*And sometimes long-shots are worth it. But have to be leavened with a lot of bread and butter for that bit of caviar that might be a pair of scruffy hippies called Steve with an insane idea… 99/100 it’s gonna crash and burn but when it plays, it plays… So play the tables how you will (and none of us know the future) but if you come round my house and play with “imagination money” you will be firmly but politely be asked to leave.

  2. Paul Marks says:

    The best comment about the government latest antics (all of a piece with their previous antics of course) would be a stream of obsenities. But I can not be bothered to type them.

    As for Nick’s question.

    No the idea that banks should lend out real savings (rather than credit money expansion – created by their own book keeping tricks plus Central Bank interventionism) is considered hopelessly “reactionary”.

    Indeed “mainstream” economists consider credit expansion to BE savings – “every bit as real” as any other form of savings.

    No one need sacrifice consumption in order for there to be money available to borrow for investment.

    Loans can fund themselves – via credit expansion.

    Sort of like a perpetual motion machine – accept it speeds up.

    You are a natural scientist Nick.

    If real what woul da perpetual motion machine that speeded up do to the universe?

  3. John says:

    Banks only lending money they had on deposit ?
    What weird world do you live in ?
    Banks have never lent only money they actually had, they’ve always lent money they had not, and lots of it.
    That is the major cause of our present problems.
    To much money, not enough asset.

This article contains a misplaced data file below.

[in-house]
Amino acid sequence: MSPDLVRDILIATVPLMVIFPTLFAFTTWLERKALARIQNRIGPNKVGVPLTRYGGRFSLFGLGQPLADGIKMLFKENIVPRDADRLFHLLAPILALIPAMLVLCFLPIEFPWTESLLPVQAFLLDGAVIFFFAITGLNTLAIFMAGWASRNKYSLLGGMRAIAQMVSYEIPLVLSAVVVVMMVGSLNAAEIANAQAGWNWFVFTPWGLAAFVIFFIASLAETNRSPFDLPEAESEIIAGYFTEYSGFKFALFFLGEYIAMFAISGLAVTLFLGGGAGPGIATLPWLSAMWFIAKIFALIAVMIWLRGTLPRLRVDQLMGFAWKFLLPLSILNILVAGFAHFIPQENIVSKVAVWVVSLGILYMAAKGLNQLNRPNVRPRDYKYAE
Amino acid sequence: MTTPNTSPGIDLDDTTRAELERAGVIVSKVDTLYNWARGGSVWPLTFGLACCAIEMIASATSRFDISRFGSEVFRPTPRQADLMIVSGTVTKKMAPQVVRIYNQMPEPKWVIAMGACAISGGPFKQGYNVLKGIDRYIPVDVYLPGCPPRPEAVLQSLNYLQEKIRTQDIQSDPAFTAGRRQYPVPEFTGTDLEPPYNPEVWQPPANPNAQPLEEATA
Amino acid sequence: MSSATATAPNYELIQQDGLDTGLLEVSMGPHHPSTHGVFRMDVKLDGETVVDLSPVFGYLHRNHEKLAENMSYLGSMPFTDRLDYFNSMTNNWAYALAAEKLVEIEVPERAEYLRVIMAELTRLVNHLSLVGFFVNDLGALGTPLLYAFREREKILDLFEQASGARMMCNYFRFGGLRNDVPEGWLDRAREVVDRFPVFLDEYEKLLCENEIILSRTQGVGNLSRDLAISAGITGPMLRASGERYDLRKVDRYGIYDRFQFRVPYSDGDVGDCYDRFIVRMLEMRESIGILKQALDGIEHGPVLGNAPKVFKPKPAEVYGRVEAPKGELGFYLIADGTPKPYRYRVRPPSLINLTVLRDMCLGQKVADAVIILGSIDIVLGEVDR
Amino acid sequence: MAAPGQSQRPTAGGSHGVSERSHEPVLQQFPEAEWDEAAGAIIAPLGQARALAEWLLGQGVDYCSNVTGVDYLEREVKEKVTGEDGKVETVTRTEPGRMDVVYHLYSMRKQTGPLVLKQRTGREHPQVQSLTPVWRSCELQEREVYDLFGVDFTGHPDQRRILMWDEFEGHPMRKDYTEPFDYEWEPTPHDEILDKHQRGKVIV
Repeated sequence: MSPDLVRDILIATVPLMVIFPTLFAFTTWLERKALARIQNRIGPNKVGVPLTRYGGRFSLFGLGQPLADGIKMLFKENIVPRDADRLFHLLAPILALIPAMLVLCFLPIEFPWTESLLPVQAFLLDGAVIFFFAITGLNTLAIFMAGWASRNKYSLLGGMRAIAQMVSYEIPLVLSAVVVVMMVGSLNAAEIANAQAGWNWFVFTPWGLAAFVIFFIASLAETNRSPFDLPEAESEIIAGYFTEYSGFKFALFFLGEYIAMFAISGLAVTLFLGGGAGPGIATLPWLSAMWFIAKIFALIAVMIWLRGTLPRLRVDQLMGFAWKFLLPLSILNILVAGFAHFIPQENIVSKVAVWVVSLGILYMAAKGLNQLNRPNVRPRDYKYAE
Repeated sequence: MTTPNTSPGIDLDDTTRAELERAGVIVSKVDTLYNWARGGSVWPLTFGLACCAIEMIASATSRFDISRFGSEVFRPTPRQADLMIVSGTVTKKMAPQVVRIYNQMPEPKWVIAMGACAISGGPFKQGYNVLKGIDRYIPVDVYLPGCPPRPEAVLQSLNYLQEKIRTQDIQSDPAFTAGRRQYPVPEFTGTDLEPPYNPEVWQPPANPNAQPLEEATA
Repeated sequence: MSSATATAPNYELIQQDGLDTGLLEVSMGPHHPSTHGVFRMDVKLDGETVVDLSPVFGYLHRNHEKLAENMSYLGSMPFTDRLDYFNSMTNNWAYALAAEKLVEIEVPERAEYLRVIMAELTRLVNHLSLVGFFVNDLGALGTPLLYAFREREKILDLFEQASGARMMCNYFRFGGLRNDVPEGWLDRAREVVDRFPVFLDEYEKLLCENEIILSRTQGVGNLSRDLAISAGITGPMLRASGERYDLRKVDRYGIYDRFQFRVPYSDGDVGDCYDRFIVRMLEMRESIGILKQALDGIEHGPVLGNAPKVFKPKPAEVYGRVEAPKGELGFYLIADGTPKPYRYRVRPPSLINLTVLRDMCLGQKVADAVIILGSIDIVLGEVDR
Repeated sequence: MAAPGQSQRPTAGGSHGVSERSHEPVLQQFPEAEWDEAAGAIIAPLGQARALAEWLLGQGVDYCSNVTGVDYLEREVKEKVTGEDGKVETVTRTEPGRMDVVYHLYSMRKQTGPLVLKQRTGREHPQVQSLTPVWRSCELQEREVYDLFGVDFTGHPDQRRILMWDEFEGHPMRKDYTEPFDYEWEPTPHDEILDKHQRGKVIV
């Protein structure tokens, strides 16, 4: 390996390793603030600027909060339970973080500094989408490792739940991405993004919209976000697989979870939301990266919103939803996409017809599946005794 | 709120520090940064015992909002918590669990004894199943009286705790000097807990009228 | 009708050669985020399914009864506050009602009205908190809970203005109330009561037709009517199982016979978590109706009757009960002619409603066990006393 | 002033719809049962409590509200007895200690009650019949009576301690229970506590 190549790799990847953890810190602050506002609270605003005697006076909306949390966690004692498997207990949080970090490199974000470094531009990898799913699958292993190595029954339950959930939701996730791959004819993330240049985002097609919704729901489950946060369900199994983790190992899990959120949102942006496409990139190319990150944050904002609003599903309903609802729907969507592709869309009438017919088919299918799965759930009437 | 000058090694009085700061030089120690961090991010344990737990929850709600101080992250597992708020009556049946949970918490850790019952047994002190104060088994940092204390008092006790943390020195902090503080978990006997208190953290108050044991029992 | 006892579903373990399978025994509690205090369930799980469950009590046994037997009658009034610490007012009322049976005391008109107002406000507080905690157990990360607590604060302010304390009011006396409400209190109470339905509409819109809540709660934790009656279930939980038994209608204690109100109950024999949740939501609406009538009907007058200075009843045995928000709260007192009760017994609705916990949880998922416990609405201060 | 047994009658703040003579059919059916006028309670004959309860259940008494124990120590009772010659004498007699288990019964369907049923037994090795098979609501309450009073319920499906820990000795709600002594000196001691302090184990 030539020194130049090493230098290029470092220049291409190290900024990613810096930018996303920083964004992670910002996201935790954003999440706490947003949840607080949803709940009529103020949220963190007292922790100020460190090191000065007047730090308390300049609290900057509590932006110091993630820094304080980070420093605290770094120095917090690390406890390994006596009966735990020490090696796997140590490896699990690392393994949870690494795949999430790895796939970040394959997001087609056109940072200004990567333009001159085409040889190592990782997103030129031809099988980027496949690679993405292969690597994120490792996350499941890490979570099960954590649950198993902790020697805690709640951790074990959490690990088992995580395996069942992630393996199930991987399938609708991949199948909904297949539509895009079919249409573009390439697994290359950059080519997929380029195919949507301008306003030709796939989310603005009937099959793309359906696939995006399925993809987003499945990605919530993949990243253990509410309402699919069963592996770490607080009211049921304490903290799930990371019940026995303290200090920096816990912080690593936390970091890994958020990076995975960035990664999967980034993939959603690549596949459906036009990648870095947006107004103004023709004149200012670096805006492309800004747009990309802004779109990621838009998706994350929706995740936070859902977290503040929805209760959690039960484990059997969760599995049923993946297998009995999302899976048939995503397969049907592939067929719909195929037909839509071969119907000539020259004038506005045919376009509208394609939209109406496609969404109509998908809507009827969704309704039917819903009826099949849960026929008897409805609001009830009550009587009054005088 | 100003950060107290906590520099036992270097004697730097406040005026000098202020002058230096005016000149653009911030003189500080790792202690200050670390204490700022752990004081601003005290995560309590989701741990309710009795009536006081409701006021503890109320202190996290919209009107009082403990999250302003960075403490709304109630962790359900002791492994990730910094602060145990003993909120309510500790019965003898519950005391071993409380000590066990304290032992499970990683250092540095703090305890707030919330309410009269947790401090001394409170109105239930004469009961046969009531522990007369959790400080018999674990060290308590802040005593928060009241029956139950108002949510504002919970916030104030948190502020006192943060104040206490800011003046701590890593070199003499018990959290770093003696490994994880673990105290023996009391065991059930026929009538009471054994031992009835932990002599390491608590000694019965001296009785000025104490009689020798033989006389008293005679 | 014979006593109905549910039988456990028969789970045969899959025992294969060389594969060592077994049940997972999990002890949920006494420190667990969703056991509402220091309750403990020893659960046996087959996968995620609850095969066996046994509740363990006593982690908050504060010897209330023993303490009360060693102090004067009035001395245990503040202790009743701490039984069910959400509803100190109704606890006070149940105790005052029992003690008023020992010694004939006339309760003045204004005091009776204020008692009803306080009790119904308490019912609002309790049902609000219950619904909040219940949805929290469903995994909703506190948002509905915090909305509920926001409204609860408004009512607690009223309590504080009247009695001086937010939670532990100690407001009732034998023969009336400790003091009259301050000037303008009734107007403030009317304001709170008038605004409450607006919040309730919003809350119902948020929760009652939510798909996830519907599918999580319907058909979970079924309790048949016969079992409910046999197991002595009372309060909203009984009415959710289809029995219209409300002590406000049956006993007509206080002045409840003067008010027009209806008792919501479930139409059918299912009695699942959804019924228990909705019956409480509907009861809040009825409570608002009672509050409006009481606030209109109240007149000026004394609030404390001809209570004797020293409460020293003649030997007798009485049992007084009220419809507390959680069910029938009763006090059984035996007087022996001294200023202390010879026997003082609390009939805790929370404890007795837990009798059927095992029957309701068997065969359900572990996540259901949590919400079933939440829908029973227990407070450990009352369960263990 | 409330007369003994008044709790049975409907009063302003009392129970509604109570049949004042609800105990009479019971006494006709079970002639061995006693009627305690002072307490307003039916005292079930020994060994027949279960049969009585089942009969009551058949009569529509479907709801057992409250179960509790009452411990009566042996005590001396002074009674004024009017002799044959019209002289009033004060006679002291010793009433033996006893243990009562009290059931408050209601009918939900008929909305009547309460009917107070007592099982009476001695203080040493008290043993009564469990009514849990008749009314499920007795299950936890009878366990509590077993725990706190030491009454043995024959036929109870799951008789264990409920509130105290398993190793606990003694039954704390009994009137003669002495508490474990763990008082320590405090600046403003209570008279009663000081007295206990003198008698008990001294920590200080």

In their “real” world the interest from their lending is an asset….as is, for instance, the property bought with the money they lent (even though they never lent any money).
    Now, having gone through the hundreds of billions they were given to lend, and kept (and claimed tax relief on their “losses”), they are to be given more to lend to less…..after all, a successful business has no need to borrow. An unsuccessful business has a need to borrow, but little ability to repay. A household in todays financial and political climate is looking to unmaximise its cards and end its overdraft……then along comes this government to wave cheap money in peoples faces “hey guys…keep on spending….loadsa money”
    (eventually they will realise that the government is lending them their own money and charging interest……which is ok, after all….THE BANKS HAVE BEEN DOING THE SAME THING FOR YEARS)
    scheme anyone ?

  4. Lynne says:

    It is my understanding that banks operate on debt, the bigger the better. Until the debt gets so big we are forced have to bail the bastards out.

  5. JohnM says:

    Which has not altered the size of the original debt.
    The “bail-out” was to improve their “liquidity” (give them something to lend) because the “inter bank lending” had dried up (everyone realised at the same time that they had nothing to lend)
    In the real world it altered nothing, the amount they “lent” over the years has far exceeded the amount that is deposited that the government would have to “lend” them several trillions to make an appreciable dent in their rather dramatically over-leveraged accounts.
    As long as nobody asked them how much they had lent, and how much they had deposited, things were just rosy…..
    Now; spot the elephant:

  6. Paul Marks says:

    What should be remembered is that banks (and other such) were encouraged (every steop of the way) by governments.

    Sure bankers would create credit “money” bubbles on their own – but nothing like the SIZE that has been created.

    And governments have learned NOTHING – they are still encouraging “monetary stimulus”.

    Mr David Cameron (and, I believe, Gideon Osbourne) both accepted the “mainstream” *(i.e. crackbrained) education they got at university.

    Sanity is not going to come from these people.